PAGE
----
Wyatt sighed, trying to hide his smile.
“And solitary animals are given collectives regardless of the fact that you’ll never see a group of them. Groups of people have collectives too. A den of thieves. Even things that don’t exist have collectives. Unicorns, sasquatches. Sasquatches?” Noah stopped walking. “Sasquatchae. Sasquatch,” he tried instead. He looked at Wyatt and shook his head, a furrow creasing his handsome brow as he held up one hand.
Wyatt pressed his lips hard together and tried not to laugh. He waited for Noah to work out the ramble. It was perhaps his favorite aspect of Noah’s personality.
“Anyway,” Noah said as he began walking again.
“What are they called?”
“What are what called?”
“A collective of sasquatch … es.”
“Oh. A pungent. Creative, huh? My favorite is a smack of jellyfish.”
“How do you get laid as much as you do?”
“I don’t know. I know things. Lots of things. Lots of dirty things. What were we talking about?”
“Dueling,” Wyatt said.
They chose a table in the far corner and they ate and talked about Noah’s vast and weird knowledge of collectives.
“So,” Noah final said as he crunched a Cheeto.
“Yes?” Wyatt sat back and placed his sandwich on the table. He’d known Noah would broach the subject sooner rather than later.
“Wyatt!” Noah said. He looked up as if appealing to the gods and flopped his hands, closing his eyes and sighing. “You were at Gravedigger’s last night!”
“And aren’t you glad, because you and Caleb would have been walking home if I hadn’t been there.”
“And that’s why I didn’t bawl you out last night. But I rode the Shadow today and I know I’ll get home safe so I can bitchslap you a little and it’ll be okay.”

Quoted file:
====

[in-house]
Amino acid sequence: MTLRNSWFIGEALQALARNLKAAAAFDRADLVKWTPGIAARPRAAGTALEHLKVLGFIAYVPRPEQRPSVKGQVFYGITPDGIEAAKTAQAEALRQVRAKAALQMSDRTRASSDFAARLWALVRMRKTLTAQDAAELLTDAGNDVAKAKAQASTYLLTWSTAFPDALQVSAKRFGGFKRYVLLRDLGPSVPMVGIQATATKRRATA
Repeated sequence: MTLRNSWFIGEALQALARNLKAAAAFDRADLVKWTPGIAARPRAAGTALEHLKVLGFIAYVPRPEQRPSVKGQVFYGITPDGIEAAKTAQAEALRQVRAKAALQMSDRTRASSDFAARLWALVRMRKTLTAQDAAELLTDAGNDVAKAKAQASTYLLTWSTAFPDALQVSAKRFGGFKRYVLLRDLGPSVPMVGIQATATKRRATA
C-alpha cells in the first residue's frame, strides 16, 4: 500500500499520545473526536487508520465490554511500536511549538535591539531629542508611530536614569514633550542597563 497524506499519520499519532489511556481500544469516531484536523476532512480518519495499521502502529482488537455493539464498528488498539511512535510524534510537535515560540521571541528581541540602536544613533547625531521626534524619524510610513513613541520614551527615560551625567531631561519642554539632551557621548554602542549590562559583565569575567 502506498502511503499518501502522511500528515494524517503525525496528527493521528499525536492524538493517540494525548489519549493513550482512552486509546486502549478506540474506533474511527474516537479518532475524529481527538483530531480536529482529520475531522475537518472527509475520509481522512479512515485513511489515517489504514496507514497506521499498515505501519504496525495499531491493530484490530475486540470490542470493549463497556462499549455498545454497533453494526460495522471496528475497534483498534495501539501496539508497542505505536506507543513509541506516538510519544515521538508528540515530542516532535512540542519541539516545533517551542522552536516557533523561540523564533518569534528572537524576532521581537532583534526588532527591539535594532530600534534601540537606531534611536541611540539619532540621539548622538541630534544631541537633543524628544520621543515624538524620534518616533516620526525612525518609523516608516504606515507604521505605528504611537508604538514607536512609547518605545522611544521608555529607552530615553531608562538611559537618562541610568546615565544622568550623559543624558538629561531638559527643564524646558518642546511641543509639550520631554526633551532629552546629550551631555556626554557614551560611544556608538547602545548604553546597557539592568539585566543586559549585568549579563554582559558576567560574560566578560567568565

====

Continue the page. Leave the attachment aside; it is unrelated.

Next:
Wyatt laughed and shook his head.
“Wyatt,” Noah said, leaning forward and pinning Wyatt with a glare. His entire demeanor had changed. His voice was lower and just this side of offended. “I asked you nicely.”
Wyatt closed his eyes. “I didn’t go to get him into bed,” he said, voice soft. He looked around them then scooted his chair around the edge of the table so they were closer. Hell, most of the museum staff thought they were screwing anyway. “I was showing him those documents I found, okay? Completely innocent.”
“Caleb said when Ash showed up for work this morning that he could barely stand still. He said he was spooked by something.”
Wyatt frowned and leaned back. “I was well-behaved, I swear.”
“Just stay away from him, okay? It’s not so hard.”
Wyatt hesitated, looking at Noah with a mix of pain and relief. “It is, actually.”
“Oh, Christ.” Noah smacked his forehead. “Are you telling me you’re falling for him?”
“I just … he’s—”
“I know what he is. I know what you are. And I never would have introduced you if I thought you were going to do what you did!”
“I know!” Wyatt hissed. “And if I could change that, I would. But I like this guy, Noah, I really do. And he wasn’t upset to see me, I swear.”
“Then what’s wrong with him?”
“Why don’t we go ask him?” Wyatt said with a wave of his hand.
Noah narrowed his eyes, then he reached out and grabbed his bag of Cheetos without looking away and stood up. “Very well, then,” he said in an affected regal manner, sticking his nose in the air. How he managed not to smile through the performance, Wyatt didn’t know.
Wyatt stood as well, inclining his head to match, and he grinned. They stood staring at each other for a moment until Noah broke into a smirk. “We only have ten minutes left to lunch.”
“Meet you at five?”
“And bring your fork, sir,” Noah drawled in a horrible imitation of a British accent as he turned away.